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Muhammad Ashraf Thachara Padikkal

Muhammad Ashraf Thachara Padikkal

Channelling Piety and Progress: Migration, Organised Religion, and the South Indian Migrant Islamic Groups in the Arabian Gulf

Muhammad Ashraf has broader research interests in the areas of migration, religion, development, and Anthropology of Islam. He holds a BA in History (the University of Calicut, India), an MA in Islamic Studies (Hamad Bin Khalifa University, Qatar) and a second MA in Religious Studies (Queen’s University at Kingston, Canada). He has also formerly studied as an exchange student at St. Antony’s College at the University of Oxford in UK.

Channelling Piety and Progress: Migration, Organised Religion, and the South Indian Migrant Islamic Groups in the Arabian Gulf

My project proposes to ethnographically study transnational religious practices of South Indian Muslim migrants in Qatar, with special attention paid to how these migrants make use of migrant organizational infrastructures in channeling discourses of piety and performance to and from their country of origin. In so doing, it also seeks to fill an important gap in the literature on migration, which has tended to overlook the central role of religious movements as infrastructures in the migration trajectories. Focusing on the labour migration from India to the Gulf, this project seeks to broadly discuss how these migrants navigate some of the socio-religious challenges occasioned by labour migration to the Gulf. The majority of the available literature concerning labour migrants, both in Qatar and the Gulf countries at large, is centrally focused on larger migration patterns (Gardner 2012), sponsorship system (Gardner 2010), state-policies (Mednicoff 2012), population dynamic and state-building processes (Khalaf, et al. 2015) and the socio-spatial effects of labour migration (Dresch 2006; Bristol-Rhys 2010). A large body of work on labour migration to Qatar in general has also tended to deal with the kafāla(sponsorship) system, labour-related problems, inadequate governmental regulations, exploitation by the recruiting agencies, patterns of migratory flow, and state’s concerns over migration (Gardner 2008, 2012; Babar 2013, 2014). Whereas the overwhelming focus on the socio-economic aspects of migrant lives has provided crucial insights on the structural challenges faced by migrants in the Gulf, these studies have offered little analysis on the socio-religious or cultural dimensions of migration. As far as migrants are concerned, both religion and culture are nonetheless key baggages, which shape and are themselves re-constituted by all other aspects of their migration experience such as the journey, the settlement-process, and the development of transnational ties (Hirschman 2004; McAlister 2002; Richman 2005). Discussing the religious dimension of migrant experiences, this project seeks to engage with the questions of migrant religion by looking at the intersections of migration, religiosity and discourses of piety in a transnational space. Of specific concern to this research is the role that religious institutions among various Muslim migrant groups, play in providing migrants with means and perspectives to account for and deal with the socio-religious and economic challenges faced in a transnational context. Despite the fact that religion functions as a basis for migrant identity and activity and causes the emergence of various migrant religious organizations and networks, which provide access to resources, social capital and various services both locally and globally (Glick Schiller et al. 2006; Levitt 2007; Schiller and Çağlar 2009), there is a dearth of scholarship, both on Kerala’s Gulf migration and Gulf’s migration research, dealing with the question of religion in the migratory context. Extensive research, mostly in other parts of the world, shows that religious networks play an infrastructural role in the organization of the everyday lives of migrants and the maintenance of diasporic ties with the homeland. These works also describe the ways in which migrant religious/Sufi organizations and networks provide shelter, home, access to jobs and regulate the redistribution of money (e.g., Martes et al. 2002; Werbner 2003; Soares 2004; Bowen 2004; Najam 2006; Dressler et al. 2007; Philippon 2017). This observation also remains true in the context of the Gulf, but little research exists on this question.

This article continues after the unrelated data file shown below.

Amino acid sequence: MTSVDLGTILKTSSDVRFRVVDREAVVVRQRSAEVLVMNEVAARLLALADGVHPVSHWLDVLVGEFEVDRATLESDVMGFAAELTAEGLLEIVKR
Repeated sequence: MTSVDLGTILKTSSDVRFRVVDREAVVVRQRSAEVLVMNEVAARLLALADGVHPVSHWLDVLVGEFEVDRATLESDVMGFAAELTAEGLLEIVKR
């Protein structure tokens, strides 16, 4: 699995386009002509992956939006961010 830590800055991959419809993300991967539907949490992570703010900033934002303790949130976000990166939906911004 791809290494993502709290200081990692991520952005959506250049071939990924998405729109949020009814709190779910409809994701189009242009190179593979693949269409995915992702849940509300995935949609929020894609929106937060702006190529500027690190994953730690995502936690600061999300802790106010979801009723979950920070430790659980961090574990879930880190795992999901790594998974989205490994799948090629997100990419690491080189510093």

First Supervisor: Prof. Dr. Manja Stephan-Emmrich

Second Supervisor: Prof. Dr. Marjo Buitelaar 

Select conference papers

“Organised Religion Among Keralite Migrants in Qatar.” British Society for Middle Eastern Studies (BRISMES) 2019, University of Leeds, UK, June 14th –16th 2019. 

“Salawāt Gatherings of Kerala Muslims in Doha; Transplanted Landscapes of Religiosity.” World Congress for Middle Eastern Studies (WOCMES) 2018, Seville, Spain, July 16th – 20th 2018. 

“Transplanted Spaces of Transnational Religiosity.” Tirana Spring School, organized by the Netherlands Interuniversity School for Islamic Studies (NISIS), Tirana, Albania, March 19-23, 2018. 

“From Khulāsat al-Madad al-Nabawi to Nūr al-Qulūb: The revival of Hadrami practices in contemporary Kerala.” 4th Muhammad Alagil Arabia Asia Conference on ‘Beyond Bedouin and Bania: Arabia-South Asia Relations’, Asia Research Institute, NUS, Singapore, Dec 7-8, 2017.